“I know. They made a point to mention how impressed they were at my resume, over the entire interview.”

“Ok, but did they at least give a reason? Anything?”

“They didn’t have to. From the moment I walked in there and made eye contact, I knew they’d dug up dirt on me. My little trip to the hospital.”

“Those assholes! Isn’t that shit, like, illegal or something?”

“Even if it was, I can’t prove they did it. I just smiled and thanked them for their time.”

“That fucking sucks so much, man. But hey, you always land on your feet, c’mon, I’ll buy you a beer!”

“What’s going on here? Who are you talking to?”

“Oh, sorry officer. I was just talking to myself…”

A Shot of Espresso

The aroma of roasted coffee beans and baked pastries hung in the air like a sweet and extravagant perfume at ‘Moi Noir Paris’ cafe. Patrons sipped lattes, cold-press coffees, and other overpriced caffeinated drinks over the sound of tapping keyboards and mellow jazz.

A tall man and a short man, both wearing long trench coats the color of wet earth, sat in a remote corner, away from prying ears.

“It hadda be done Lou, right? No two ways about it. We get a call from the office, they say a name, boom. That’s that. Nothing else to discuss, right?” Fingers drummed over the table.

“Right, Sal.” Lou had both hands laid flat over the table around a tiny espresso cup.

“‘Course I’m right, Lou! Chrissake…If it hadn’t been us, they would have given it to some fucking animal! We had to take this job, we owed Franccetti that much.”

“May he rest in peace.” Lou rapped softly on the table with his knuckles.

Si…may he rest in peace. Well, better him than us, right? In the end it’s all about respect. Rispetto, see? Now, we’ll get paid and go our separate ways; ciao bella and all that.”, Sal said, scratching his chin with the back of his fingers.

“Respect. Sure.” Lou slowly bent his right thumb until an audible crack rose above the chorus of tapping keystrokes. He repeated the gesture with the rest of his fingers, slowly, without breaking eye contact. Sal only winced at this three times.

“I mean…our fee for this contract’s double the usual rate! Like my ma always used to tell me, ‘Sal, honey, always look on the bright side and good things will come’”

“Mine died when I was four.” Lou said softly. He picked a sugar packet, tore it open and poured its contents in his mouth before crumbling the packet in his hand. Lou loved sugar, but never on his coffee.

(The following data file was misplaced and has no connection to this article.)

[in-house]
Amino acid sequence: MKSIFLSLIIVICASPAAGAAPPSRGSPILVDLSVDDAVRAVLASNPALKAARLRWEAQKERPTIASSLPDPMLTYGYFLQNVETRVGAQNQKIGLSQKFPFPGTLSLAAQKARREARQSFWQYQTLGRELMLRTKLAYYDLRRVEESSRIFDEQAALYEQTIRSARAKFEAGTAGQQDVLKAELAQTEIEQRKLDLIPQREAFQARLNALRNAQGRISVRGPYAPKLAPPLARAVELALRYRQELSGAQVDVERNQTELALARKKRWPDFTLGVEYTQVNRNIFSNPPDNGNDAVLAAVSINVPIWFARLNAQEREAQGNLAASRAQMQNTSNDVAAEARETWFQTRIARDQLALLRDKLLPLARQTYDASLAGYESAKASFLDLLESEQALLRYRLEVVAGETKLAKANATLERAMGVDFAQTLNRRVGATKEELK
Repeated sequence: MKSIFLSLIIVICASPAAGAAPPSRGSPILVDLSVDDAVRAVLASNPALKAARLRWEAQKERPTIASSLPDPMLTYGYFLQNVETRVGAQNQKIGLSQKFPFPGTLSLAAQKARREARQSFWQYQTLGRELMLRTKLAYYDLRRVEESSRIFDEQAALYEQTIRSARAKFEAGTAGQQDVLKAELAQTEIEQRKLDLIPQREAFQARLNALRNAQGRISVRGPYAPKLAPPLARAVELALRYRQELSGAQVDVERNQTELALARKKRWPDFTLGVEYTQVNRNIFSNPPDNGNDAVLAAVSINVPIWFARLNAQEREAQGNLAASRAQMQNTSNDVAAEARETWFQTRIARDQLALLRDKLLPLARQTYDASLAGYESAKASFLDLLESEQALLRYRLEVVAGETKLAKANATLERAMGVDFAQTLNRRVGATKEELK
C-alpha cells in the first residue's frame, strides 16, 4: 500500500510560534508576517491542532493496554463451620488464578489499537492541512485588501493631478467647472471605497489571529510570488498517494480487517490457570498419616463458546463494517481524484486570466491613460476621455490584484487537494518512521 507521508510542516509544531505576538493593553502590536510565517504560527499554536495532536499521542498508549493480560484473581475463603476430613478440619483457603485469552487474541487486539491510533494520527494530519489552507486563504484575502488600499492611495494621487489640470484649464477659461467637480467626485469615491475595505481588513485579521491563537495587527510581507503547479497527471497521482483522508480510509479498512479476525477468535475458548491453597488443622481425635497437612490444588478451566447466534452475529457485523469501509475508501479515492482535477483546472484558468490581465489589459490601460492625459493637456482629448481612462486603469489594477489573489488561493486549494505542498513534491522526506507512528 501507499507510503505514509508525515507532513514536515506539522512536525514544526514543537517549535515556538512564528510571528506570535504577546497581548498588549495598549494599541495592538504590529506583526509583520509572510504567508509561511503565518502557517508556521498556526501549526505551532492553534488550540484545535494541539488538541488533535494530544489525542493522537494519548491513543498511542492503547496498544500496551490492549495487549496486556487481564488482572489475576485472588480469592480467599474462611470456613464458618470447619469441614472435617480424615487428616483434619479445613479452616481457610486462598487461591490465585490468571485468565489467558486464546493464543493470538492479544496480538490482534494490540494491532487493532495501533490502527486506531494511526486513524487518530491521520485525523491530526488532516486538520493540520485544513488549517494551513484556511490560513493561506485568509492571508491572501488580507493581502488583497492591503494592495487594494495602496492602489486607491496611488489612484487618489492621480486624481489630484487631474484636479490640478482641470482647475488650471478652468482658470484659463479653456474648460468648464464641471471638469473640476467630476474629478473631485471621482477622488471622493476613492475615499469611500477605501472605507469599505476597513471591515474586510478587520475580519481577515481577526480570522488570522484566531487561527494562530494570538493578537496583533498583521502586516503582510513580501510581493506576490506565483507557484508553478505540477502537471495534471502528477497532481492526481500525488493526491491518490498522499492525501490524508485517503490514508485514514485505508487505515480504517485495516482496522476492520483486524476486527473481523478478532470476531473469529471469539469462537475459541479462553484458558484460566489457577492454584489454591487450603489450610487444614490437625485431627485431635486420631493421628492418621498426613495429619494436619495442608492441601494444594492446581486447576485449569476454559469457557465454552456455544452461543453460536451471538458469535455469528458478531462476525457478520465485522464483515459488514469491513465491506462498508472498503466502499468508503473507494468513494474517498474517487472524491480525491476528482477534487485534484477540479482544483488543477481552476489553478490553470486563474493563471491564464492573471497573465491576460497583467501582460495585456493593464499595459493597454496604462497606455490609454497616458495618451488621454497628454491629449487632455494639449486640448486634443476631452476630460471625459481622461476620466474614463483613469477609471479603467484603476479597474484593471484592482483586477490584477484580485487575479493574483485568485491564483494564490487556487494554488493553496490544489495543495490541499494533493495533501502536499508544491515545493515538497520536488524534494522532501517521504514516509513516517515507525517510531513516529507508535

“Er…In any case, I’m probably going to buy a sail boat, like the one old Francetti used to have! A beat up one, mind you. Keep myself busy fixing it. Heh, what a swell guy, right? Made a couple of nobodies like us into somebodies.” Sal’s grin almost looked wistful.

Lou simply nodded, his knuckles had turned slightly white. For a second, Sal thought he saw Lou’s hand tremble, but then he opened it, dropping the crumpled bits of paper before resting his hand flat over the table again.

Sal’s eyes went to the crumpled paper then to Lou’s face. “Still…we would have been small fry if we’d stayed with him. Now we’re on to bigger and better things!” Sal’s grin now looked like a monkey’s, all teeth bared, eager to pick a fight.

“Bullshit.”, Lou said flatly.

Sal had slipped his right hand under the table and into his trench coat’s side pocket. “What’s your problem, asshole?”

In reply Lou picked up the small cup in front of him, looking at it, as if trying to ingrain every detail into memory. Giving the tiniest of nods, as if approving something unseen, he slurped the black liquid in the cup and set it back down again with an audible clink.

“You fixing something up. Bullshit” Lou repeated in the same tone.

“Hey, fuck you, alright? Fuck you. I’m good at fixing things.” Sal’s voice had gone up an octave.

“Except a decent cup of coffee back at the office.” Lou split his thin lips into a crooked grin.

Sal’s eyes opened wide before he burst out laughing, uncoiling himself. A few of the younger patrons swiveled their heads in their direction, eyebrows raised. “Idiota. Of all the lousy, shitty jokes to make…” Sal pulled out his hand from the trench coat, using it to give Lou the finger before reaching out to punch him gently on the shoulder.

“It was Franccetti’s. I liked the old guy.” Lou said, still flashing his crooked grin, but his eyes looked away from Sal.

“Me too… Anyways, you want to call it in or should I?” Sal drummed his fingers on the table, trying to recall a song he once heard, but wasn’t hitting the notes right.

“Be my guest.” Lou shrugged, as if it was none of his business. “You tapped him. They’ll probably give you a bonus.”

“Thems the breaks, man. I was always a lucky shot!” Sal said with some false modesty.

“Bang.” Lou winked, making a gun gesture with his hand towards Sal.

“Ok then,” Sal tucked his hand on his left trench coat’s side pocket and pulled out a small black flip cellphone. “I’ll give’em a call on the burner. Just gonna be a block away from here; safer that way. Back in five.”


Sal gulped down the rest of his latte, quickly squeezing Lou’s shoulder on his way out. Lou sat alone with the sound of keyboards and jazz filling his head. He pulled out two black leather gloves from his trench coat and put them on, counted a minute, stood up and headed towards the entrance; his left hand tucked into his trench coat’s side pocket. The sun hung low, making his shadow stretch far and wide as he walked down the street.